Communicating Radiation Risks and Benefits to Parents of Pediatric Patients
A new paper outlines strategies for physicians to better communicate the risks of medical imaging and radiation exposure
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While CT can effectively diagnose injury and illness in children, many parents have serious concerns about the negative health effects of radiation exposure. Even though children remain more sensitive to radiation than adults and require special considerations before imaging, the individual risk-benefit balance still favors the benefit when used appropriately.
Yet, according to a recent survey, only 21 percent of patients discussed the benefits and risks of their most recent imaging exams with physicians. This gap in communication can have dire consequences, such as patient dissatisfaction, medical errors, or litigation.
A new article from a team of researchers emphasizes the importance of effective risk communication between medical imaging providers and patients. They present 12 strategies that can help create an informed dialogue about the safety of CT scans for both adults and children. The article was published in the Journal of the American College of Radiology on March 16.
“So in my practice as a hospital-based medical physicist, I would sometimes get questions from concerned patients, parents of patients, patient advocacy and other representatives about the radiation risks of imaging,” said first author Nima Kasraie, a medical physicist at Children's Mercy Kansas City. “After a while, I started noticing trends in the types of questions that were being asked.”
In addition, Kasraie realized that the front line of risk communication occurs between the patient and either an attending physician, fellow, resident, or technologist -- all of whom may not be as knowledgeable about radiation risks as a medical physicist. He and his colleagues decided to use their expertise on the topic to create strategies for addressing patient concerns about radiation exposure during medical imaging.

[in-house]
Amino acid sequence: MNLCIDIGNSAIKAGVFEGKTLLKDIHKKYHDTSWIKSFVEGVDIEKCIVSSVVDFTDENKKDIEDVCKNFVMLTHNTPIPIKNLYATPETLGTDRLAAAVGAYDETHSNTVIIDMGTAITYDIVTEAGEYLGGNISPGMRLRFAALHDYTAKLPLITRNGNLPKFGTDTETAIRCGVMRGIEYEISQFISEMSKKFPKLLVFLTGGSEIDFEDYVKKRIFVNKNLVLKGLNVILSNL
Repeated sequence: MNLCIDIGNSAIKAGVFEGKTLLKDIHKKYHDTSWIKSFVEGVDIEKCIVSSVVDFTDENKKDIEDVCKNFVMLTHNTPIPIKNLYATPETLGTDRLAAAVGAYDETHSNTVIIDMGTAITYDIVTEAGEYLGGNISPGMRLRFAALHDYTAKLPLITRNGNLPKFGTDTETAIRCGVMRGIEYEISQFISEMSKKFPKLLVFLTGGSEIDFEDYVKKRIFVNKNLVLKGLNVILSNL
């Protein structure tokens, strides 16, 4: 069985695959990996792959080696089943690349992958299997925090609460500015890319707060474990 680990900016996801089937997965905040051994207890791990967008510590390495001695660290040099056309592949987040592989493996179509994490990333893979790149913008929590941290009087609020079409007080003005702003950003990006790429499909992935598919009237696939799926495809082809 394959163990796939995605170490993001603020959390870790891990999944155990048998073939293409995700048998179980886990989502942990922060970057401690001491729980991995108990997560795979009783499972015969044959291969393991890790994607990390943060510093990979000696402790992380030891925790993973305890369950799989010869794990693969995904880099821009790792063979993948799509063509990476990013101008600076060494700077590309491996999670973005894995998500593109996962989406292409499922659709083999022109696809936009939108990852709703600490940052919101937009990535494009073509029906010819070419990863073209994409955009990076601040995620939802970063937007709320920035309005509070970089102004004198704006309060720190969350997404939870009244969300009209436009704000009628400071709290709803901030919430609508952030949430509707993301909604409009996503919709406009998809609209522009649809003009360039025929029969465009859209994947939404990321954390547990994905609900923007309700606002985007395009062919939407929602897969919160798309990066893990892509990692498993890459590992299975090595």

These strategies include the following: discussing the clinical appropriateness of the scan with patients, families and referrers; describing the risks of CT scans in the context of clinical benefits; avoiding the use of jargon; comparing radiation exposure during medical imaging to more familiar situations, such as a commercial flight; and presenting graphics and visual aids.
“I would recommend focusing the patient or their parent's attention on the benefit-to-risk ratio. One must carefully consider: When does the risk become worth the benefit? What does your child get in return for that X-ray?” said Kasraie. “The radiologist or referring physician can then emphasize that the immediate medical benefit of appropriate imaging examinations far outweighs the low, future and theoretical risk of the radiation received.”
Both Jonathan Portelli at the University of Malta and Louise Rainford at the University College Dublin School of Medicine believe the paper covers effective radiation risk communication well from an American perspective. They agree that it is of utmost important for patients to be assured that any medical imaging procedure to be performed is justified and clinically indicated.
“Following from the explanation of benefits, a simple explanation of the associated radiation risks should be provided to patients and guardians, possibly also offering them some perspective by comparing such associated risks to an equivalent in background radiation or time spent on a trans-Atlantic flight,” said Rainford. “The use of lay language and addressing patients/guardians at the correct socio-educational level is important.”
Some of their current research has found that parents of pediatric patients appreciate this type of information provided by the medical team since they perceive it to be more trustworthy than information found online. They also note that the communication of radiation risk should not involve risk numbers -- for instance, a 1 in 2,000 risk of cancer -- since this can add to the patients' or parents' level of anxiety and concern.